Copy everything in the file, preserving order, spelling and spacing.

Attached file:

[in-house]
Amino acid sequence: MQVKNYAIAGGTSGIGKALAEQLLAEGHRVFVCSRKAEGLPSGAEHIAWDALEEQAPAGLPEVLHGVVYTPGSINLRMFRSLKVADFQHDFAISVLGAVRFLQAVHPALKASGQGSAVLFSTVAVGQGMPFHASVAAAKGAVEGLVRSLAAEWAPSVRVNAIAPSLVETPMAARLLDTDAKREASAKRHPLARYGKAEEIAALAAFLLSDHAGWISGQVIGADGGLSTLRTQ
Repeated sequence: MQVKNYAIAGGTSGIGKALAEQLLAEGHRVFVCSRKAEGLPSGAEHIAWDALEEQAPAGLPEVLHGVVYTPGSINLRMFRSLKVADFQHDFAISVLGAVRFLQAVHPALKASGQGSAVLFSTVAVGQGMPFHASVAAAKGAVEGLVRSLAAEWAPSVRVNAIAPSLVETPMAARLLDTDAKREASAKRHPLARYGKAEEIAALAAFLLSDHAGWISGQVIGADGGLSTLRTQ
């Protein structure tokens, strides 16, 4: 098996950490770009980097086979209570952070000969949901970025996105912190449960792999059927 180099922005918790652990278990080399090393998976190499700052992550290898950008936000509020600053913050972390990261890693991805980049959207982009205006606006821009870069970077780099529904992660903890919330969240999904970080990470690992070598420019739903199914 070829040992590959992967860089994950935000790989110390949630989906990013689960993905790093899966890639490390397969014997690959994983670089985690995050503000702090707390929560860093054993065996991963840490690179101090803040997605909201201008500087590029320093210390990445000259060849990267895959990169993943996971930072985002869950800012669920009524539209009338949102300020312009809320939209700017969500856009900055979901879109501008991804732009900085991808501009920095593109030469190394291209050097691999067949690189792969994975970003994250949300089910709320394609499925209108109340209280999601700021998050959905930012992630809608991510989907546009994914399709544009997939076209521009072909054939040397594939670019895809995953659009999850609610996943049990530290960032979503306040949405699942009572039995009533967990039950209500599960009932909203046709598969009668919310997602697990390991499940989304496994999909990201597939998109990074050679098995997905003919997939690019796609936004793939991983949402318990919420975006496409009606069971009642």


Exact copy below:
[in-house]
Amino acid sequence: MQVKNYAIAGGTSGIGKALAEQLLAEGHRVFVCSRKAEGLPSGAEHIAWDALEEQAPAGLPEVLHGVVYTPGSINLRMFRSLKVADFQHDFAISVLGAVRFLQAVHPALKASGQGSAVLFSTVAVGQGMPFHASVAAAKGAVEGLVRSLAAEWAPSVRVNAIAPSLVETPMAARLLDTDAKREASAKRHPLARYGKAEEIAALAAFLLSDHAGWISGQVIGADGGLSTLRTQ
Repeated sequence: MQVKNYAIAGGTSGIGKALAEQLLAEGHRVFVCSRKAEGLPSGAEHIAWDALEEQAPAGLPEVLHGVVYTPGSINLRMFRSLKVADFQHDFAISVLGAVRFLQAVHPALKASGQGSAVLFSTVAVGQGMPFHASVAAAKGAVEGLVRSLAAEWAPSVRVNAIAPSLVETPMAARLLDTDAKREASAKRHPLARYGKAEEIAALAAFLLSDHAGWISGQVIGADGGLSTLRTQ
């Protein structure tokens, strides 16, 4: 098996950490770009980097086979209570952070000969949901970025996105912190449960792999059927 180099922005918790652990278990080399090393998976190499700052992550290898950008936000509020600053913050972390990261890693991805980049959207982009205006606006821009870069970077780099529904992660903890919330969240999904970080990470690992070598420019739903199914 070829040992590959992967860089994950935000790989110390949630989906990013689960993905790093899966890639490390397969014997690959994983670089985690995050503000702090707390929560860093054993065996991963840490690179101090803040997605909201201008500087590029320093210390990445000259060849990267895959990169993943996971930072985002869950800012669920009524539209009338949102300020312009809320939209700017969500856009900055979901879109501008991804732009900085991808501009920095593109030469190394291209050097691999067949690189792969994975970003994250949300089910709320394609499925209108109340209280999601700021998050959905930012992630809608991510989907546009994914399709544009997939076209521009072909054939040397594939670019895809995953659009999850609610996943049990530290960032979503306040949405699942009572039995009533967990039950209500599960009932909203046709598969009668919310997602697990390991499940989304496994999909990201597939998109990074050679098995997905003919997939690019796609936004793939991983949402318990919420975006496409009606069971009642």